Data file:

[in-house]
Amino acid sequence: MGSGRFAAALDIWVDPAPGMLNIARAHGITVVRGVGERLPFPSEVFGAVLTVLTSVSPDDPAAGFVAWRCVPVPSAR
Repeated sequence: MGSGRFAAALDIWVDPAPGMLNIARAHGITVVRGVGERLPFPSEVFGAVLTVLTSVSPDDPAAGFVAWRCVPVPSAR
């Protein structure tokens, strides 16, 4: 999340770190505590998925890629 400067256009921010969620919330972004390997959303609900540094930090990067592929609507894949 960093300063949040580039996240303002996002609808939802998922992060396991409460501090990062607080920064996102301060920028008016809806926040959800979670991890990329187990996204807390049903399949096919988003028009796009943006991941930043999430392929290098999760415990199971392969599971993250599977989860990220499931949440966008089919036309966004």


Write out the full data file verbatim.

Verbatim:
[in-house]
Amino acid sequence: MGSGRFAAALDIWVDPAPGMLNIARAHGITVVRGVGERLPFPSEVFGAVLTVLTSVSPDDPAAGFVAWRCVPVPSAR
Repeated sequence: MGSGRFAAALDIWVDPAPGMLNIARAHGITVVRGVGERLPFPSEVFGAVLTVLTSVSPDDPAAGFVAWRCVPVPSAR
């Protein structure tokens, strides 16, 4: 999340770190505590998925890629 400067256009921010969620919330972004390997959303609900540094930090990067592929609507894949 960093300063949040580039996240303002996002609808939802998922992060396991409460501090990062607080920064996102301060920028008016809806926040959800979670991890990329187990996204807390049903399949096919988003028009796009943006991941930043999430392929290098999760415990199971392969599971993250599977989860990220499931949440966008089919036309966004």